Most scientists says smartphones are incredibly distracting, even when we’re not using them, and that they’re killing our ability to have high-quality conversations with each other. In other words, smartphones are basically the devil, and before we were glued to our pocket-sized Internet devices, we were all smooth-talking, socially-adept conversation gurus. Or maybe not. But now one thing is sure - the truth is, people have been avoiding long, heart-to-heart conversations with friends, family members, and strangers for a long time now. I’m not saying we’re not distracted by our smartphones (we definitely are), just that smartphones aren’t the first time-wasting distractions to have made their way into our lives. So with that, here you have a few of the things we used to distract ourselves in the pre-smartphone era. 1.Books Before there was Reddit, Buzzfeed, and, of course, any web site at all, people spent their days reading non-Internet material in the form of ink-and-paper books. And sure, you can arguably read more material with a smartphone and a mobile data connection, but phones are bad while books are good. 2.Newspapers One thing you should note is this... Nobody has ever wanted to interact with strangers on public transportation, now while that is in place, the possible way to make it true is just by reading newspapers 3.Music Long before we had smartphones we had portable music players. So in addition to this, nothing says “don’t talk to me” like a pair of headphones. 4.The radio Some how, it’s not like families sat around and talked to each other before smartphones wormed their way into our lives. 5.Television In our own way, we like to think that smartphones are the most distracting invention of the 21st century, but that honor almost certainly goes to television. We literally planned our lives around TV, inventing things like the TV dinner and TV trays. 6.Sports The radio, television, and the Internet all play into one of the biggest (and oldest) distractions of all time: Sports. So with that, it doesn’t matter how you’re watching a sports match, or listening to one, or following one Twitter. You’re almost certainly not paying much attention to the people you’re with or having meaningful conversations with your loved ones. 7.Smoking Before smartphones and the Internet, most people wasted time at work by taking smoking breaks - Frequent smoking breaks. But as it is smoking has been on the decline since the late 90s... right around the same time technology started changing. Coincidence? Maybe. Or maybe not. 8.Writing letters One thing you should put in mind is this - there have always been ways to communicate with people without actually talking to them. One of such example is, writing letters and notes. A handwritten letter may be more personal than a group text message, but it’s still less personal than an in-person conversation. 9.Solitaire Before there came to be Candy Crush, Clash of Clans, and Words With Friends… there was good old fashioned Windows Solitaire. Thanks......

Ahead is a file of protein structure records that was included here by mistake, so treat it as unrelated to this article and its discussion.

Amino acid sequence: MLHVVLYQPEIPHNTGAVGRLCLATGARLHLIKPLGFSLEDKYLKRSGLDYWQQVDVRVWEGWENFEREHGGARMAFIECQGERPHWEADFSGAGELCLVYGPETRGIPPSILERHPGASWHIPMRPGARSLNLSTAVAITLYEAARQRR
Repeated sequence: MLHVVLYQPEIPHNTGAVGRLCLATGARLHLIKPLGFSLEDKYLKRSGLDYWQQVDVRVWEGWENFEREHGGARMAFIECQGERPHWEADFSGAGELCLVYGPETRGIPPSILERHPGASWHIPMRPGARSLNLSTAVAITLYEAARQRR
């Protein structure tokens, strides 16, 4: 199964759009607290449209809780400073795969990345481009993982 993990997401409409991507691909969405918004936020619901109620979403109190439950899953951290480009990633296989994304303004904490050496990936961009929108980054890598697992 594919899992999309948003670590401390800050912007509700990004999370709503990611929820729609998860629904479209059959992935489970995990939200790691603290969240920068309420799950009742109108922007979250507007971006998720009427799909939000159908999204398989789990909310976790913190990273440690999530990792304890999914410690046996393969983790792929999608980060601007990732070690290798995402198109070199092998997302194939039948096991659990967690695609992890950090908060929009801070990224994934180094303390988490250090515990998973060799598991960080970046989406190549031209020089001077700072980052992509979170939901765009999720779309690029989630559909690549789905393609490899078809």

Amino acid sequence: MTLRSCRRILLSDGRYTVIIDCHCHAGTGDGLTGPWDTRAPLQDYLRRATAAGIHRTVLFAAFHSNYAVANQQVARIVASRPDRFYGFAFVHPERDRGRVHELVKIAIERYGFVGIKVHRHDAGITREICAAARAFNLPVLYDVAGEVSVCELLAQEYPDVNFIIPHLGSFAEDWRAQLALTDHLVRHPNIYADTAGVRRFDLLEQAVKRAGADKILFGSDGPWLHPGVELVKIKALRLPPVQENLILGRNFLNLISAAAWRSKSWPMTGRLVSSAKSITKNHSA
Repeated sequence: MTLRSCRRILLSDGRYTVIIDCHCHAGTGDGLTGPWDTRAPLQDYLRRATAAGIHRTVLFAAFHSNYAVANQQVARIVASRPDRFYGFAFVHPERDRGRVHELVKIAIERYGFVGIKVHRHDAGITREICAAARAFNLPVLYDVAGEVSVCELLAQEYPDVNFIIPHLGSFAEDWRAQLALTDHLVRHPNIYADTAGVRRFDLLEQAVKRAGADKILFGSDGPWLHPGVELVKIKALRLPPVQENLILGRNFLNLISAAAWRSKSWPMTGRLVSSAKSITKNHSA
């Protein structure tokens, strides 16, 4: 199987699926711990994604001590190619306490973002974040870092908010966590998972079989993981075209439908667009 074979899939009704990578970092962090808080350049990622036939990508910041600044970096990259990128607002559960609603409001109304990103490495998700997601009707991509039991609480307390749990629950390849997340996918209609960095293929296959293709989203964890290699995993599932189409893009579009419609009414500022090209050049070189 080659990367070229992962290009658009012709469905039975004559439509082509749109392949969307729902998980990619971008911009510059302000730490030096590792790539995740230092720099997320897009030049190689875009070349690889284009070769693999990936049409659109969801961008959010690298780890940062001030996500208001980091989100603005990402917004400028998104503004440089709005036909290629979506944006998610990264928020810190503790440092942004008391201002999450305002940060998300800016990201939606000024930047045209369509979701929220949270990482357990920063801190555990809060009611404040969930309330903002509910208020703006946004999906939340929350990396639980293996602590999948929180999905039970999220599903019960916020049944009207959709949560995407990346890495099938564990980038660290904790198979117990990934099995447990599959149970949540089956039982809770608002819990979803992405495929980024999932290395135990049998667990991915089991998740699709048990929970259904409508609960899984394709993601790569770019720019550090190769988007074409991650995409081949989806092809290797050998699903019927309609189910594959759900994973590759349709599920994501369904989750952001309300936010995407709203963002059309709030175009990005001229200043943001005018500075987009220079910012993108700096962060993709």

The Social Media While Working: The New Normal